testing in the digital age
With a lot of talk lately about testing various blanks for strain,
striae, homogeneity, etc., I started thinking.
test requires a source of reasonably evenly distributed polarized
light. Typically, a source of diffused white light is covered
with a sheet
of linear polarizing material. The light that passes through
then linearly polarized. That light then passes through the
being tested, and the light is viewed through a polarizer that is
aligned perpendicular to the first one that covers the light source.
It is important to note that we're talking about linear polarizers
here, not circular or elliptical.
within the glass changes the direction of polarization of the light as
through. If there is little or no strain, the polarized light
not affected, and when viewed through the second polarizer the glass
appears to be "evenly dark". If there is strain,
the polarization of the ligh is rotated. This means
polarization is no longer perpendicular to the second
polarizer, and it does not attenuate it as strongly.
So, that area will appear
lighter than other parts of the glass.
It's simpler than it
sounds - put linearly polarized light through glass, and look through
another polarizer with your eye as you rotate it. If the
darkens unevenly, there is strain in the glass.
only drawback to this method is that the amount of strain can't be
quantified by this method. However, experiece provides some
guidelines for what strain might cause problems later on during optical
work, so it is still a very useful test.
The main barrier
to people being able to do this test themselves seems to be the lack of
a large linear polarizing sheet and a suitable light source.
has become a lot easier to come by in recent years since the popularity
of LCD TVs, computer monitors, and even tablet PCs has exploded.
screens produce polarized light because polarization is used to turn on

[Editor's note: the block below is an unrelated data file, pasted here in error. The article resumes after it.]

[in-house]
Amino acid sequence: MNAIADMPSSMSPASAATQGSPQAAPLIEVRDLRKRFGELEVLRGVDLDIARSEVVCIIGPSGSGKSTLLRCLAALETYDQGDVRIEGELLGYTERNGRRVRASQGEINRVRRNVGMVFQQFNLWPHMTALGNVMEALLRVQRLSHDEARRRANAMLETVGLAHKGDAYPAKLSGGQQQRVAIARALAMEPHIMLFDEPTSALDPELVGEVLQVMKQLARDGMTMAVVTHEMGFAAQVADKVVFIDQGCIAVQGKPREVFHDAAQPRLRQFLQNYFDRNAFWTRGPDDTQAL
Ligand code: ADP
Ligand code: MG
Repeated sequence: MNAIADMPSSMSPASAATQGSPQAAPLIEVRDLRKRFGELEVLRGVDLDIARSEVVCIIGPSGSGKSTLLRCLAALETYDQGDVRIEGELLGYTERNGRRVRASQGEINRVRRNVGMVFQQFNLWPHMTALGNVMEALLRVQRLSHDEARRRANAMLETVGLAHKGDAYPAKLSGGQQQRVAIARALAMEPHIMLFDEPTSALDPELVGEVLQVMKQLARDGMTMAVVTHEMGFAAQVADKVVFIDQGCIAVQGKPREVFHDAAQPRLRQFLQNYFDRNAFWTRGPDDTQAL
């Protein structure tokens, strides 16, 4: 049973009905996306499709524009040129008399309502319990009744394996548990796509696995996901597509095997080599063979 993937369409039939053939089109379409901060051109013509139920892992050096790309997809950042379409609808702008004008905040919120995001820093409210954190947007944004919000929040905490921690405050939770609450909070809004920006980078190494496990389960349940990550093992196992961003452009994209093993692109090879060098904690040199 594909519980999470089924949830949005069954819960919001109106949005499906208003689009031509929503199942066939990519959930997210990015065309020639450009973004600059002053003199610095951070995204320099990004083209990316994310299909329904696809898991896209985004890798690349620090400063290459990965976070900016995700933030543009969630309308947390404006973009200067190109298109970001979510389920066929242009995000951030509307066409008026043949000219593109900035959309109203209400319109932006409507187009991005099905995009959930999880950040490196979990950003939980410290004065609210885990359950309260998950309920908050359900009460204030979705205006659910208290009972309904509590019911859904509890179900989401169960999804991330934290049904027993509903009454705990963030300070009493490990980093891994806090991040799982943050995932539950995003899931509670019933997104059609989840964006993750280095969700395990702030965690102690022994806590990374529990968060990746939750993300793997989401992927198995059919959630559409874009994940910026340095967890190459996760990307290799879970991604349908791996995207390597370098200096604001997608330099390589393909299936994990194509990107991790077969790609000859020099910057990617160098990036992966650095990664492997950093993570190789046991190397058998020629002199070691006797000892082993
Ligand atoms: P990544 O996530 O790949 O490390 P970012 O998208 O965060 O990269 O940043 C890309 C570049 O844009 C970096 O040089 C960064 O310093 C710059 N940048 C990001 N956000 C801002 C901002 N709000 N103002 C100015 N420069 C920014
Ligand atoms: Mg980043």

and off the pixels in these types of screens. First, the
passes through a linear polarizer within the screen, then the pixels
themselves act like tiny polarizers - depending on the state of the
polarization, the light either passes through, is attenuated, or is
almost completely blocked (as with crossed polarizers).
we display a white screen on an LCD device, the white light we see is
linearly polarized. We can place a piece of glass in front of
and then rotate a small piece of linear polarizer material in front of
the eye or a camera and observe the results.
So, today I created
an image of a white rectangle, uploaded it to my iPad, put a
strained piece of glass on top of it, and then set a linear polarizer
on top of that. I photographed the results, as seen below.
The first image shows the polarizer rotated parallel to the polarizer
in the iPad:
second shows the "crossed" polarizer condition, where the polarizer is
rotated perpendicular to the polarizer in the iPad:
results are obvious - strain patterns are easily observed.
glass is seriously "posessed" and I'm only keeping it around as an
example of bad strain.
that the second polarizer, sitting in the black matteboard frame on top
of the glass, could be much smaller, and only has to be big enough to
cover your eye or your camera lens.
This test works for all the LCD devices
that I know about, including big TVs. This means I can now
nice TV for the shop and be completely justified in calling it a
To see how the test is typically done, you can check out this page.
To see more strain tests to help you figure out if your mirror has a little or a lot of strain, see this article.
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Lockwood Custom Optics